If you complete a level on InfiniMerge with three stars, you get some of these followers. They’re actually power-ups in the game, so you can use them to help you score higher. So people who play just for fun, they really want followers, but they can never earn enough of them. We don’t sell them directly. 

But players can sell them to other players using our platform. They can bundle up followers into an Ark NFT and sell them. That’s the value. We firmly believe if you introduce sell-side economics into free-to-play games, you still keep a lot of demand-side in there. You don’t need every single item to be sell-side. Certainly not yet. The market’s not there. Gamers aren’t there yet. 

Payers in your game will continue to pay. They don’t really care about like speculation. They want those items because it helps them be better at the game or achieve whatever they want to do in the game. But then for players, what we’ve seen is players who are non-payers. So they play our games a lot, but they have actually never bought our Elder Gods NFTs or our game passes to give you access to different tournaments, or they’ve never bought Arks.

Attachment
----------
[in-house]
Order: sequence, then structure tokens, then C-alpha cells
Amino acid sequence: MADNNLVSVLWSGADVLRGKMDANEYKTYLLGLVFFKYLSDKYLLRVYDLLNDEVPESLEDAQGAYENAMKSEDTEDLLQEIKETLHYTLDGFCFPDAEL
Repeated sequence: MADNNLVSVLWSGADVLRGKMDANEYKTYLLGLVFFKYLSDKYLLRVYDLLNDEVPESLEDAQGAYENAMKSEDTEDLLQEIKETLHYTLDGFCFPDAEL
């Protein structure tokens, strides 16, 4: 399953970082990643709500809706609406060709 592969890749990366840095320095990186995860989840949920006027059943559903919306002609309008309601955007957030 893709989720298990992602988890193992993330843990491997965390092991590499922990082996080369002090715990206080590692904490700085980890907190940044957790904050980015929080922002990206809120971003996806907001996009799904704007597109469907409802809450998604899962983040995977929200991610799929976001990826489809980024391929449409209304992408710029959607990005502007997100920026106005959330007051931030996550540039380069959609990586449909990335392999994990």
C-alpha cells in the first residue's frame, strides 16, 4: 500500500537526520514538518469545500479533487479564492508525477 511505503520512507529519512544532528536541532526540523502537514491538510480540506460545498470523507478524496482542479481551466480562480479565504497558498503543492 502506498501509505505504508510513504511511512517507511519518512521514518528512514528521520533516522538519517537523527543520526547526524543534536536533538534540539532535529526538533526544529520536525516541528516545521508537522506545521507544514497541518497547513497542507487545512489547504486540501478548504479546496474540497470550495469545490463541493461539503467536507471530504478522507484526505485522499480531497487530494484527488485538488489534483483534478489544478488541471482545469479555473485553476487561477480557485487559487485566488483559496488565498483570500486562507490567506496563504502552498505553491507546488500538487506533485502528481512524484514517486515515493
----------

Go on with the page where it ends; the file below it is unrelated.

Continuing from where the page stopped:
But for them, the situation is they can play the game and trade some of the things they’ve earned over time. They pay a mint price to us to create the Ark but we’ve been very careful around our economics where typically over the last five months, people are consistently able to mint for $10 and sell an Ark for an average of $22. For us this opens up that more people are getting over that psychological hump of paying and they’re participating in the economy. 

What’s the plan for the next six months?

We’re going out to the Epic Games Store with Immortal Siege in September, which is going to be really fun. That game will be going on mobile in the November timeframe, but we want to go Epic first.